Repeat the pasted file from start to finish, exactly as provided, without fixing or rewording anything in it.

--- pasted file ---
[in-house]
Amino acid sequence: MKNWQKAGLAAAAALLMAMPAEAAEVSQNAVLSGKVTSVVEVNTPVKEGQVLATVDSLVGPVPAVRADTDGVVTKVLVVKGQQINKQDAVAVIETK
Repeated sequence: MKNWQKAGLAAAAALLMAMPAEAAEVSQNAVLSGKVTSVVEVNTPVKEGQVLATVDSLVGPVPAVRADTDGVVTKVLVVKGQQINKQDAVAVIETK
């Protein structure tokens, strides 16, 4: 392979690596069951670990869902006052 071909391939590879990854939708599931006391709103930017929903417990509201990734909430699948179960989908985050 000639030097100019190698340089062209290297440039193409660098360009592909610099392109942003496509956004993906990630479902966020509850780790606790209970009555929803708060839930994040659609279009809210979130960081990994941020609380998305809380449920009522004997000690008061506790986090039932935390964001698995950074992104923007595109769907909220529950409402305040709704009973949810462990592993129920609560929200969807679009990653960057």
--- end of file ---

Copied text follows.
[in-house]
Amino acid sequence: MKNWQKAGLAAAAALLMAMPAEAAEVSQNAVLSGKVTSVVEVNTPVKEGQVLATVDSLVGPVPAVRADTDGVVTKVLVVKGQQINKQDAVAVIETK
Repeated sequence: MKNWQKAGLAAAAALLMAMPAEAAEVSQNAVLSGKVTSVVEVNTPVKEGQVLATVDSLVGPVPAVRADTDGVVTKVLVVKGQQINKQDAVAVIETK
């Protein structure tokens, strides 16, 4: 392979690596069951670990869902006052 071909391939590879990854939708599931006391709103930017929903417990509201990734909430699948179960989908985050 000639030097100019190698340089062209290297440039193409660098360009592909610099392109942003496509956004993906990630479902966020509850780790606790209970009555929803708060839930994040659609279009809210979130960081990994941020609380998305809380449920009522004997000690008061506790986090039932935390964001698995950074992104923007595109769907909220529950409402305040709704009973949810462990592993129920609560929200969807679009990653960057």